LunarLoader (x64); a trojanized AdmPwd, used to load LunarWeb.




LunarLoader (x64); a trojanized AdmPwd, used to load LunarWeb.




LunarLoader (x64) used to load LunarWeb.




LunarWeb backdoor (x86).




LunarMail backdoor (x64).




LunarMail backdoor (x86).




LunarWeb backdoor (x64).




LunarWeb backdoor (x64).




LunarWeb backdoor (x64).




LunarWeb backdoor (x64).

File paths

Stage 2 blob


C:\Program Files\LAPS\CSE\admpwd.cache




LunarWeb state file





LunarMail state file





Hosting provider

First seen






Domain (Free DNS) pinged by malicious Word macro.



Akamai Connected Cloud


C&C server of LunarWeb (compromised VPS).



Akamai Connected Cloud


C&C server of LunarWeb (compromised VPS).



Hetzner Online GmbH


C&C server of LunarWeb (compromised VPS).



Host Department NJ, LLC


C&C server of LunarWeb.





C&C server of LunarWeb (compromised VPS).





C&C server of LunarWeb (compromised VPS).



Akamai Connected Cloud


C&C server of LunarWeb (compromised VPS).



Contabo GmbH


C&C server of LunarWeb.



Contabo GmbH


C&C server of LunarWeb.



Contabo GmbH


C&C server of LunarWeb.



Webglobe, a.s.


C&C server of LunarWeb (compromised VPS).



Webglobe, a.s.


C&C server of LunarWeb (compromised VPS).

Registry keys


MITRE ATT&CK techniques

This table was built using version 15 of the MITRE ATT&CK framework.







Gather Victim Org Information

LunarMail’s communication method indicates prior knowledge about compromised institutions.

Resource Development


Acquire Infrastructure: DNS Server

Stage 0 macro pings a domain from free DNS hosting provided by ClouDNS.


Acquire Infrastructure: Virtual Private Server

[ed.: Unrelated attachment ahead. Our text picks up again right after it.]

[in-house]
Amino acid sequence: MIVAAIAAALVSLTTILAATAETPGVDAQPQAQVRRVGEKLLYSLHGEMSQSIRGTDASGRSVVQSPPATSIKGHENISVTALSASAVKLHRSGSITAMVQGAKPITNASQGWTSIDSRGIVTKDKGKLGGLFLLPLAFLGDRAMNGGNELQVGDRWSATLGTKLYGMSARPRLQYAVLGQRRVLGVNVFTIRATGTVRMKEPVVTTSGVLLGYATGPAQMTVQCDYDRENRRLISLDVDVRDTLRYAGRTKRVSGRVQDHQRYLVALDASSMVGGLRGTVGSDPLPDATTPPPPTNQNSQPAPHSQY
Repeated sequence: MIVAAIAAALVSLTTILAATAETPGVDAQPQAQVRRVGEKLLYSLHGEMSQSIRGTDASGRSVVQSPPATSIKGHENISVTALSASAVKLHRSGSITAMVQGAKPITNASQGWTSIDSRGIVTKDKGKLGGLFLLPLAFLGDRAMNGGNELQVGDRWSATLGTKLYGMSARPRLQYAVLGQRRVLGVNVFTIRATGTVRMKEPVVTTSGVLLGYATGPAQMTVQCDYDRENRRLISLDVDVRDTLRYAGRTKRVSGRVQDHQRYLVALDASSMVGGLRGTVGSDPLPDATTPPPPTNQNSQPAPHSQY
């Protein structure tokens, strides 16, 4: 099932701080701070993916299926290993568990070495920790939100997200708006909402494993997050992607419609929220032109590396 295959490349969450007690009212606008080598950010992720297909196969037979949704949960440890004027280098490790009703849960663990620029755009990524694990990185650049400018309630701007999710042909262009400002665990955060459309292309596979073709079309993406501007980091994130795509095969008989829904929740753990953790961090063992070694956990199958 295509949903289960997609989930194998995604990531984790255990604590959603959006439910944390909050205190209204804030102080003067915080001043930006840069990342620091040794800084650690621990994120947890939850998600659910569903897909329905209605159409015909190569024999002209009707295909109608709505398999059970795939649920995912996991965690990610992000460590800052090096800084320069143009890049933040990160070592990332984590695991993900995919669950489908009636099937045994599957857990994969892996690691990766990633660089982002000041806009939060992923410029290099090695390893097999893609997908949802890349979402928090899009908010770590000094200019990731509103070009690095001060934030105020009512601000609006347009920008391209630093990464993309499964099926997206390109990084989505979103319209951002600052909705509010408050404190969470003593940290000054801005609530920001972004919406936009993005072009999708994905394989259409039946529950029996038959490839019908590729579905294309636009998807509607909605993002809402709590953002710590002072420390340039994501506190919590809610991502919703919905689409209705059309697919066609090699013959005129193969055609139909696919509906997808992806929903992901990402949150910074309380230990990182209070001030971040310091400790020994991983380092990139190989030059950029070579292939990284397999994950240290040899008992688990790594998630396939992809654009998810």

Turla has used VPS hosting providers for C&C servers.


Compromise Infrastructure: Virtual Private Server

Turla has used compromised VPSes for C&C purposes.


Compromise Accounts: Email Accounts

Turla has used likely compromised email accounts for communication with the LunarMail backdoor.


Develop Capabilities: Malware

Turla has developed custom malware, including loaders and backdoors.



Windows Management Instrumentation

LunarWeb obtains system information by using WMI queries.


Command and Scripting Interpreter

LunarWeb and LunarMail can execute Lua scripts.


Command and Scripting Interpreter: PowerShell

LunarWeb can execute PowerShell commands.


Command and Scripting Interpreter: Windows Command Shell

LunarWeb can execute shell commands via cmd.exe.


Command and Scripting Interpreter: Visual Basic

Stage 0 Word document contains a VBA macro.


Native API

LunarWeb and LunarMail use various Windows APIs.


User Execution: Malicious File

Stage 0 Word document with malicious macro must be opened by victim.



Office Application Startup: Add-ins

LunarMail loader is persisted as an Outlook add-in.


Boot or Logon Autostart Execution

A LunarWeb loader is persisted as a Group Policy extension.